I worked as an SE intern for about a year at a large local company, before leaving to finish my degree. I left the company on excellent terms, and made it clear that reapplying to the company upon graduation was an option, and my boss expressed a great desire to rehire me upon graduation. Shortly after I left, my old boss reached out to me with a full-time job offer at the company.

Though I do like the company, the team, and the work they do, I also want to open up some other options and apply to some other places, namely in a different geographical area. Considering how highly my old boss thought of me and my work, and how he was more directly involved with me and my work than my coworkers, I feel like he would be an excellent reference. However, since he is so interested and involved with the rehiring process (he himself sent me the job offer), I feel it would put him in a very uncomfortable and difficult situation.

Would it be inappropriate to ask him for a reference?

  • 2
    I don't know about here you live but at least in Ireland they legally have to give you a reference but it doesn't need to be written and it doesn't need to be glowing. The legal minimum is "yes he worked here between June 2016 and May 2018"
    – user10399
    Oct 10, 2019 at 9:39

2 Answers 2


I don't think it would be inappropriate if you turn it the right way, asking if he would be bothered by making you a reference and stating that you're still thinking about their offer.

In your situation, I'd send an e-mail like this:

Hi [...]

Thank you for the generous offer, but I'm not sure I'll take it: I'm thinking of diversifying my experience and maybe move in another area. I haven't decided anything yet. Would it be awkward to ask you for a reference ?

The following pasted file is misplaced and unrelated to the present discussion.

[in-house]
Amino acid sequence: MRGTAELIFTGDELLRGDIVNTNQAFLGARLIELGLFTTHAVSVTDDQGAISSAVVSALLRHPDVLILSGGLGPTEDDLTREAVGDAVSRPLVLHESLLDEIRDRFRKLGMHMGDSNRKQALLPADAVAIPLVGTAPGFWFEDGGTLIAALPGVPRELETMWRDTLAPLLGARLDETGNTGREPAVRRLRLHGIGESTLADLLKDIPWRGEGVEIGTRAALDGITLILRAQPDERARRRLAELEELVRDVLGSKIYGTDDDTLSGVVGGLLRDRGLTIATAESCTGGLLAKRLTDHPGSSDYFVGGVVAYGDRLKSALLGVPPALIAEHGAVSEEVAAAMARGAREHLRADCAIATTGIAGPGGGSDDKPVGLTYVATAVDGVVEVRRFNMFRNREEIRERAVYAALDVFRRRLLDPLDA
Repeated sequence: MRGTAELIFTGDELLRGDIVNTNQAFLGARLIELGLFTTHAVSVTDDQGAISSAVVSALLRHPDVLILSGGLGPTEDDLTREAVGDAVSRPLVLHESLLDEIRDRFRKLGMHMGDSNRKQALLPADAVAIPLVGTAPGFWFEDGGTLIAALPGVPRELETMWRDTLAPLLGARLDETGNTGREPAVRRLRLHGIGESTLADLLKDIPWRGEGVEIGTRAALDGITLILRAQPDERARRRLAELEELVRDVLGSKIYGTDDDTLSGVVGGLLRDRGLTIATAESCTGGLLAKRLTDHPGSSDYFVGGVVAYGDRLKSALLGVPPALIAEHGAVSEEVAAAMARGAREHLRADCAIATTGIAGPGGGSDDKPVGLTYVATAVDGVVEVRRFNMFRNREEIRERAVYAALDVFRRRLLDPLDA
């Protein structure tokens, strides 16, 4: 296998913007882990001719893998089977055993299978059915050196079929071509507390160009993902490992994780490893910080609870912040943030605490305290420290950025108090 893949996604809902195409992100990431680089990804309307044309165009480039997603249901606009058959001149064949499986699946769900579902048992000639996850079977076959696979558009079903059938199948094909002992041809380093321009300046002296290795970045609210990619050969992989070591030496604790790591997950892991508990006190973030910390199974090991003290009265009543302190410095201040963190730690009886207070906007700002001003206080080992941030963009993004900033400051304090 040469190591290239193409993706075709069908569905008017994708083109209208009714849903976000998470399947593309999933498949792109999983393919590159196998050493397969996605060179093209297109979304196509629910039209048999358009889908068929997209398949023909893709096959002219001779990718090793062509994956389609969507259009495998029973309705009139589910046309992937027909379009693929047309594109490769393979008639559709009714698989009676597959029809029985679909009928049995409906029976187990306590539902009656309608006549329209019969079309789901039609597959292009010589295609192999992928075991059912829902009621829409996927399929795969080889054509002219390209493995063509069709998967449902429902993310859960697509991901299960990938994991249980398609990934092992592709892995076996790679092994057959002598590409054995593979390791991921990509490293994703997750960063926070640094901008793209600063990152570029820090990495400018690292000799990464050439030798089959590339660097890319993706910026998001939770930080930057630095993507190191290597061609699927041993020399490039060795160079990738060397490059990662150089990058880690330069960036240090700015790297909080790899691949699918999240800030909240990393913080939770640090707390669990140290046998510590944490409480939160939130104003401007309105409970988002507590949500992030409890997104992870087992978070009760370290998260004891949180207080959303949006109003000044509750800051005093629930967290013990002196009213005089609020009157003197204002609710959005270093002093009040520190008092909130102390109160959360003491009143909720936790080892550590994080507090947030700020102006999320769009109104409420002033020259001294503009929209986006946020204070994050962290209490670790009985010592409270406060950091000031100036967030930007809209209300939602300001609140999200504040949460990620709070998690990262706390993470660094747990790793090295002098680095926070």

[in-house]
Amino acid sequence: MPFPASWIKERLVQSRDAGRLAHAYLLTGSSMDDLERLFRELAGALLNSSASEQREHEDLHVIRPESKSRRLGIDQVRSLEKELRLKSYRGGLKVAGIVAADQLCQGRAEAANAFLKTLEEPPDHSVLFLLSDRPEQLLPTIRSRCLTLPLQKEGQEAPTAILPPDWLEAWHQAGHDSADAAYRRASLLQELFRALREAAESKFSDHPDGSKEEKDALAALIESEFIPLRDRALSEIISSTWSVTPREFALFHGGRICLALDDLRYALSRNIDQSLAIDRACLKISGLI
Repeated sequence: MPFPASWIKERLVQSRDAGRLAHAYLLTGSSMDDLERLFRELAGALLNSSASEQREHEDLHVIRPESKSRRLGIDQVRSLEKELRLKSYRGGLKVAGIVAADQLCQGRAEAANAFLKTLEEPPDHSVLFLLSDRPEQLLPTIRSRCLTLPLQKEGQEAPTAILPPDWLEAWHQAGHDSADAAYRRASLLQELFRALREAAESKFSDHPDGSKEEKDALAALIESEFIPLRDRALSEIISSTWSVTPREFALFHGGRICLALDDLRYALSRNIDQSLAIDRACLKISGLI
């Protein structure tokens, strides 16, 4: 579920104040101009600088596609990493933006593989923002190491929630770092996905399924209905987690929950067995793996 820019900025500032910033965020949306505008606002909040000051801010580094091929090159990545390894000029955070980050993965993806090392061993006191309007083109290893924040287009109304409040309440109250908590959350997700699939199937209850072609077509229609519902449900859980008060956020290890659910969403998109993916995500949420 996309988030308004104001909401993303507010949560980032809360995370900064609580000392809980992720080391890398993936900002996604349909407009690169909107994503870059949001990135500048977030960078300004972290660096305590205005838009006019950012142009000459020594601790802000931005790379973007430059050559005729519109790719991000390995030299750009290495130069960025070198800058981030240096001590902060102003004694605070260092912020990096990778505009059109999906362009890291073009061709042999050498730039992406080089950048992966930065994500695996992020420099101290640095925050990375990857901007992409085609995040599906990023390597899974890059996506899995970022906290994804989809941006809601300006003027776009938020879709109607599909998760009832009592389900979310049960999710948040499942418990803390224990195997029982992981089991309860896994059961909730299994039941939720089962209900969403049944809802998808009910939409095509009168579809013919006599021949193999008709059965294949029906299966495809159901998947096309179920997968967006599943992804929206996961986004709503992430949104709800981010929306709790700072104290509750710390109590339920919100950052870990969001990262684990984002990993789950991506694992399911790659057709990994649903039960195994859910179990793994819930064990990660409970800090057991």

Regards, [...]


If you have a good relationship with your old boss as it seems you do, you could tell him exactly that.

You love the company, the team, your former (and potentially, future) colleagues, the work they (and potentially, you would) do and you are very interested in working with them in the future.

You don't need to tell him about exploring other options, but you can say that despite all that, you're trying to move to [other geographical area] for personal reasons, and that move would obviously be incompatible with working for them.

And ask if he would be comfortable giving you a reference.

Alternatively, if your move to the other area is not too pressing (if, for example, it's an area where the market is better and you feel you'll have more opportunities, but you have no urge to go there, like family obligations, or a partner having to take a new job there, etc), you can postpone it, maybe a couple of years, and build more experience with that company, in that team. A couple years is not that long, even though a lot could change in your plans during the period. And it's far enough that no one at the workplace need to know (yet) you plan on leaving, so would not factor in your recruitment.

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    While this answer is one hundred percent accurate, there is always a chance the supervisor in question will feel hurt, this can especially be sure if they have an emotional investment in you.. I would focus on the fact you loved your time there, explain you are exploring your options, and will get back with them. Sadly, there really isn't a way to know, how the supervisor will react. As with all decisions like this you will have to weight, the chance (even if it's extremely small), of the offering being retracted (it happens).
    – Donald
    Oct 10, 2019 at 13:50

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